The best I could come up with in response at the time was that things are bound to change considerably in the next century compared to the former--resource exhaustion, climate change, and social corruption being the most obvious--but I think what bothered him most was the notion of lost hope on such a vast scale, especially among the young.

Looked at differently, though, profound rejection of exploitive values and aggressive culture by the socially-excluded is not only understandable, but arguably laudable. I mean, how else can those left behind stop the tram without throwing a few timbers across the tracks? So in a way, it's perfectly reasonable to resort to disorder, even violence, when one's experience of social order has been to be denied the dignity of a decent education and employment and social participation and respect for one's heritage and customs. Unfortunately, given the backlog of grievances by the world's poor and those otherwise shut out of the privileges of modern society, we have a lot of unsavory consequences to look forward to.

To be sure, there are, likewise, opportunities for cultural creatives in such a highly-charged atmosphere, and I expect to be pleasantly surprised by what the energy unleashed by innovations of conscience and consciousness produces over the coming decades. I only hope I will personally have the energy and opportunity to be actively involved in this social evolution.

Tuesday, November 08, 2005


A Classic Formula

At the time of the negotiations between the six republics of Yugoslavia over their post-communist destiny, the many ethnic and religious groupings within Yugoslav society had been living side by side with and marrying each other for half a century. But their common language and culture had developed over a period of six hundred years of Slavic Balkan identity, united in opposition to external rule by both Muslim and Christian empires. By the late 1980s, they were a remarkably tolerant society.

Yet, grievances from the Second World War and the Communist era were still fresh enough to be rekindled by political manipulators determined to foment popular violence for political power. The trick was how to incite populations that had come to value harmonious relations with their neighbors and fellow countrymen, despite differences in religious practice or ethnic history.

Not surprisingly, leaders in Belgrade turned to the state-controlled radio and television to mount a campaign of fear and loathing based on imaginary and wildly-exaggerated grievances and stories of persecution. Leaders in Zagreb unwisely followed suit with an overly zealous nationalistic campaign, which in turn fed these fears, followed by Belgrade’s use of paramilitary, vigilante militias to initiate actual violence, the response to which could then be used as justification for military intervention. A classic formula.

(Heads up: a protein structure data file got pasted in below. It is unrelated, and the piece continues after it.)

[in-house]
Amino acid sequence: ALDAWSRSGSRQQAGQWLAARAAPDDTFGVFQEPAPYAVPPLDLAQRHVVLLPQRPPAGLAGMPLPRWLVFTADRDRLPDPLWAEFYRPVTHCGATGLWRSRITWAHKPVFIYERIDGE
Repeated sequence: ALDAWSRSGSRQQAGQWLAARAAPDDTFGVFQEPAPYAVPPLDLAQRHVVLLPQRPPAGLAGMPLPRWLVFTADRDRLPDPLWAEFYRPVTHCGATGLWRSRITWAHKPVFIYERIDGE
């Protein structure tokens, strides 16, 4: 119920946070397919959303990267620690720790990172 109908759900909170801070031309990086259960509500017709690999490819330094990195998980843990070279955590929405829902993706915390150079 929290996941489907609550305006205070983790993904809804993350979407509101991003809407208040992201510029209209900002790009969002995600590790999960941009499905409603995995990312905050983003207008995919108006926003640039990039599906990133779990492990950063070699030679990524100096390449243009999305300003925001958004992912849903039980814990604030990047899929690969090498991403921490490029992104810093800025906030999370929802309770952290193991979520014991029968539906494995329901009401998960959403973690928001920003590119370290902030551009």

But the disintegration of the Balkans in the 1990s, as it is so aptly described in The Fall of Yugoslavia by BBC correspondent Misha Glenny, is most noteworthy for its documentation and interviews on the scene as the tragedy unfolded. The picture Glenny portrays is one of a country confused by the change from communism to democracy, bewildered by mounting economic insecurity, and fearful of the horrors of hostilities about to be unleashed, yet still nearly incapable of imagining civil war in their largely integrated multicultural federation. Even among the Serbs, there was a very large and active opposition movement that demanded a peaceful resolution to the questions of boundaries and independence for each republic.

What is remarkable is how easy it was to plunge these socio-economically interdependent peoples into conflict and violence and, eventually, war, by introducing first stories of persecution, then thuggery, then weaponry—strategically--into enclaves of ignorance and insecurity. After that, it was merely a matter of escalation of nationalistic hyperbole, continued fabrication of atrocity, followed by commission of the real thing. Once trust is broken, the prophecies of vengeance are self-fulfilling; the voices of reasonable people can no longer be heard.

For those of us who don’t own the press or radio and television, the challenge of safeguarding our communities from subversion or attack is both formidable and invigorating. It is in this constructing of networks through face-to-face interaction, in pursuit of comprehending the forces against us, that we can discover our strengths and deepest values, and, with luck, develop enduring loci of memory and understanding to guide, comfort, and console those yet to come.

In the war of ideas surrounding the philosophy of racism, both tribal and ancient national legacies—in and of themselves not necessarily malign--often merge with loyalties identified with modern states, their institutions and borders, enabling a perversion of the authentic relational aspects of “kinship” to the point of absurdity. It is in situations like the present—where the breakdown of states is so pronounced—that this nonsense becomes lethal.

Friday, November 04, 2005


Subverting Security

Whiskey Bar has the latest on charges of impeachable evidence against Cheney.